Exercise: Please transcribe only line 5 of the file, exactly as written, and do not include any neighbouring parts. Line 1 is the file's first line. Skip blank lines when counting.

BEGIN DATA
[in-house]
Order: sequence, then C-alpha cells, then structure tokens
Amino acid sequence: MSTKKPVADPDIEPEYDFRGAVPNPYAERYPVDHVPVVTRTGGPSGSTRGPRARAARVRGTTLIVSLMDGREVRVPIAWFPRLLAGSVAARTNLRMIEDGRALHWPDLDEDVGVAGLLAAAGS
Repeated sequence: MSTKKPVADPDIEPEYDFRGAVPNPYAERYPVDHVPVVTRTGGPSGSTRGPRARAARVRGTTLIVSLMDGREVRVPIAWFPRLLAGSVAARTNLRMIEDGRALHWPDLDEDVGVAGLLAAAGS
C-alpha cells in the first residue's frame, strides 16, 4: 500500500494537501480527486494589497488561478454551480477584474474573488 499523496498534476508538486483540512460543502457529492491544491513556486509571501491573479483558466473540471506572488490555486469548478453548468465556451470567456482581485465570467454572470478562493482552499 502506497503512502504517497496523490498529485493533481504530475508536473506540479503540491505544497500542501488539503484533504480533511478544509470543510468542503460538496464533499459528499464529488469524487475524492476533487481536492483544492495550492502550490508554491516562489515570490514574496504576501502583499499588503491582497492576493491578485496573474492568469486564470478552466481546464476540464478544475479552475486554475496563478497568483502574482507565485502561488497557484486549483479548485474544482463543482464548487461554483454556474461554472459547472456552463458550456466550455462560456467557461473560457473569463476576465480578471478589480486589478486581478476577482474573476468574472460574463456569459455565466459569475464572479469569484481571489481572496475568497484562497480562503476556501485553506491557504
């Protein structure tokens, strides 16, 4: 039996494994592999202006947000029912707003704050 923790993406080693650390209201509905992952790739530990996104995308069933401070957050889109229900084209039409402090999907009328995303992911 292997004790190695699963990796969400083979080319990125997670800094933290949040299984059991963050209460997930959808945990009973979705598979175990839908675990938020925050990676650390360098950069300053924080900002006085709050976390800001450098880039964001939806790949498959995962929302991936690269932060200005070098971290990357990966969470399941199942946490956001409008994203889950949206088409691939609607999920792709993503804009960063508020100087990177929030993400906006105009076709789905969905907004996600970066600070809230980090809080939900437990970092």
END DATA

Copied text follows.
C-alpha cells in the first residue's frame, strides 16, 4: 500500500494537501480527486494589497488561478454551480477584474474573488 499523496498534476508538486483540512460543502457529492491544491513556486509571501491573479483558466473540471506572488490555486469548478453548468465556451470567456482581485465570467454572470478562493482552499 502506497503512502504517497496523490498529485493533481504530475508536473506540479503540491505544497500542501488539503484533504480533511478544509470543510468542503460538496464533499459528499464529488469524487475524492476533487481536492483544492495550492502550490508554491516562489515570490514574496504576501502583499499588503491582497492576493491578485496573474492568469486564470478552466481546464476540464478544475479552475486554475496563478497568483502574482507565485502561488497557484486549483479548485474544482463543482464548487461554483454556474461554472459547472456552463458550456466550455462560456467557461473560457473569463476576465480578471478589480486589478486581478476577482474573476468574472460574463456569459455565466459569475464572479469569484481571489481572496475568497484562497480562503476556501485553506491557504